On April 15, the 15th anniversary was celebrated from the birth of one of the Linux distributions that has become one of the great and preferred for use on servers, CentOS.
And is that the news and a short interview with Greg Kurtzer were published on the distribution blog, who was the original founder of the project, who delivered some motivational words.
For, those who do not know CentOS yet (Community ENTerprise Operating System) I can tell you that this is a free and open source Linux distribution designed for desktop and server computers. This system always is based on the latest versions of Red Hat Enterprise Linux.
For is a binary-level fork of the Red Hat Enterprise Linux RHEL Linux distribution, compiled by volunteers from source code published by Red Hat, the main difference being the elimination of all references to brands and logos owned by Red Hat.
Whose objective is to offer the user a free "business class" software. It is defined as robust, stable and easy to install and use.
CentOS turns 15
15 years sounds easy for many, but for an open source project the thing is different. Well, it was in 2004 that CentOS 2.0 debuted as a fork of RHEL 2 and since then CentOS has continued to build on RHEL sources.
It's also been five years since the CentOS developers joined Red Hat while still maintaining this.
And we can see this in the text of the CentOS blog post:
CentOS has had tough times and good times and has gone through a number of big changes throughout those years.
We think we've landed in a really great place in the last 5 years, as part of the Red Hat family of projects, and we're very excited about what is coming with CentOS 8 and the years to come.
Right now, we want to go back to see how we got to where we are now. We did this by going back and talking to some of the people who were involved in those early years, as well as some who joined the project later on.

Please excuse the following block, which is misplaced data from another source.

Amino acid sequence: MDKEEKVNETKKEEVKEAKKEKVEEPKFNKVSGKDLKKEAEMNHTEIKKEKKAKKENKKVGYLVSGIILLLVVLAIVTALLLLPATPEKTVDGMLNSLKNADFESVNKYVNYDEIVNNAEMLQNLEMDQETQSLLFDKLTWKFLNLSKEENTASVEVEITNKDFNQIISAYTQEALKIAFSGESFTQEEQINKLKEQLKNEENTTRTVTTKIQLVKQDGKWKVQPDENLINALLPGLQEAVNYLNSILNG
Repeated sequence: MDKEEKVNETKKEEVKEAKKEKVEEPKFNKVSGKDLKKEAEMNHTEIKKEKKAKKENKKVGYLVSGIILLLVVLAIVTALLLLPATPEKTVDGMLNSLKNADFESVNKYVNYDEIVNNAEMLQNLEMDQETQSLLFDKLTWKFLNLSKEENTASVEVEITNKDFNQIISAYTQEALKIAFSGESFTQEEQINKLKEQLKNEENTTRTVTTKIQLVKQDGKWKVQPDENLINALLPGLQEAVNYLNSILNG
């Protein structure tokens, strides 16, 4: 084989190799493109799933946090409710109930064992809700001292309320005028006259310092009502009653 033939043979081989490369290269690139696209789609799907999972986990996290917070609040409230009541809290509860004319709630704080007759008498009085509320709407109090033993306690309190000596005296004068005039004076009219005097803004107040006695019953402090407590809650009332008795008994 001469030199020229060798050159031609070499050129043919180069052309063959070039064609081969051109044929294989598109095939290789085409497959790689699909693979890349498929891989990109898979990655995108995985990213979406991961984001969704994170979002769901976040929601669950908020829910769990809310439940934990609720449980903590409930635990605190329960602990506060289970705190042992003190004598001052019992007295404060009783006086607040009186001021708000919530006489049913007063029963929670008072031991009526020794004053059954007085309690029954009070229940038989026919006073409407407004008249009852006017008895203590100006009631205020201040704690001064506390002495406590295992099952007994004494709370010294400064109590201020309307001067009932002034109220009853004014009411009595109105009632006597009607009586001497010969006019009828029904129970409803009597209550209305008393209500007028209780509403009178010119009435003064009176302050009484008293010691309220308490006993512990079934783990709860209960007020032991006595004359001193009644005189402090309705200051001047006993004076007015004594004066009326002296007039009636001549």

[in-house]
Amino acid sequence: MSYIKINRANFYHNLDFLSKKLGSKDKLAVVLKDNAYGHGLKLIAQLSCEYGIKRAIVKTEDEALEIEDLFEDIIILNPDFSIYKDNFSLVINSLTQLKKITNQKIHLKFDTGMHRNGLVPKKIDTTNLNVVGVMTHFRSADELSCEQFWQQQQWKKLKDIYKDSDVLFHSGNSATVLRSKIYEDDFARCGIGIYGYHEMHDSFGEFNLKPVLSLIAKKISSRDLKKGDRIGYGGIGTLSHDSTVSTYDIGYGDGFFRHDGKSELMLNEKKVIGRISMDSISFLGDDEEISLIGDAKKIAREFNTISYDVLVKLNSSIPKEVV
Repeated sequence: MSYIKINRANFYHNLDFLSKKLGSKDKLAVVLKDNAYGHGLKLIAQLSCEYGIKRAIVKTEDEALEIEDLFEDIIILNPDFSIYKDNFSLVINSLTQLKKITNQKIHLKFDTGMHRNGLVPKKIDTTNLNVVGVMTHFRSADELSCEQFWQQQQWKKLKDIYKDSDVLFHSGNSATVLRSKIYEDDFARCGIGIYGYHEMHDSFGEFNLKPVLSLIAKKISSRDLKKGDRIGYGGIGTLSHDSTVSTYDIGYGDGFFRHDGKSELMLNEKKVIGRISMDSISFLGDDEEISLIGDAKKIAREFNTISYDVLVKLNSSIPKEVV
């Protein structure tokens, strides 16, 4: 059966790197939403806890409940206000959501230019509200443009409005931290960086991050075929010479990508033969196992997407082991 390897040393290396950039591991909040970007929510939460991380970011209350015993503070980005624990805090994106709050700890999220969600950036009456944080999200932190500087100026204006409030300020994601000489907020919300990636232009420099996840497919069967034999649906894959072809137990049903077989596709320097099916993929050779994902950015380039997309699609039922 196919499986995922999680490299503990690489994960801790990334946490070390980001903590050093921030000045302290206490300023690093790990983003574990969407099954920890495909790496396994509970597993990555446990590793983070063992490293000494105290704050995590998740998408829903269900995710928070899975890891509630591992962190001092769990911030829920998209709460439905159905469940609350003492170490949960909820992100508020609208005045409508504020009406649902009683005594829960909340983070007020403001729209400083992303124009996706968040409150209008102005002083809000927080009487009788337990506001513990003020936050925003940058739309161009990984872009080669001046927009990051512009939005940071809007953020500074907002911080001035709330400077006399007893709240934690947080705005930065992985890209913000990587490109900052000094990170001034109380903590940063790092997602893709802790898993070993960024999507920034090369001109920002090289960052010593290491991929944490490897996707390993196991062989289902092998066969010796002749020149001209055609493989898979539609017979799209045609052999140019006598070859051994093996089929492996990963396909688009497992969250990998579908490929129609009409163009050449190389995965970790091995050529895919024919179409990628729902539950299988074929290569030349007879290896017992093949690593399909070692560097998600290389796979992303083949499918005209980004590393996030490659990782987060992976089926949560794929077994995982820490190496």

Greg had the opportunity to very intentionally set the tone for the community by being welcoming and tolerant.
This was mainly because Greg had some very negative experiences with some of the very hostile communities in those early years.
As well other interviews were conducted with various developers. Interviews you can see in the CentOS blog post.
CentOS 8 coming soon
Regarding the launch of CentOS 8 not many details have been released, Well, this will be based on Red Hat 8 (which is in beta version).
CentOS does not create beta versions, so there will be no beta version of CentOS 8, so the CentOS 8 release will be with RHEL 8.0.
Moment We only know the details that will be in RHEL 8, of which some of them are expected for CentOS 8:
- Stratis, a local storage manager, uses it to manage RAID, logical volumes, and file systems.
- Wayland is the default display server.
- SSSD is used to resolve local users and groups, rather than directly querying / etc / passwd.
- The nftables framework supersedes iptables in the role of the default network packet filtering service.
- Berkeley's Extended Packet Filtering feature (eBPF) is available as a technology preview for both networking and tracking.
- XFS supports copying and writing of file extensions (useful for taking snapshots of individual files).
- TLS 1.3 support.
- NTP replaced by Chrony.
- Bloat: IdM (Identity Management Domain), Cockpit.
What is clear is that CentOS 8 details to be released during Red Hat Summit 2019 which will be held next month in Boston, MA, from May 7-9.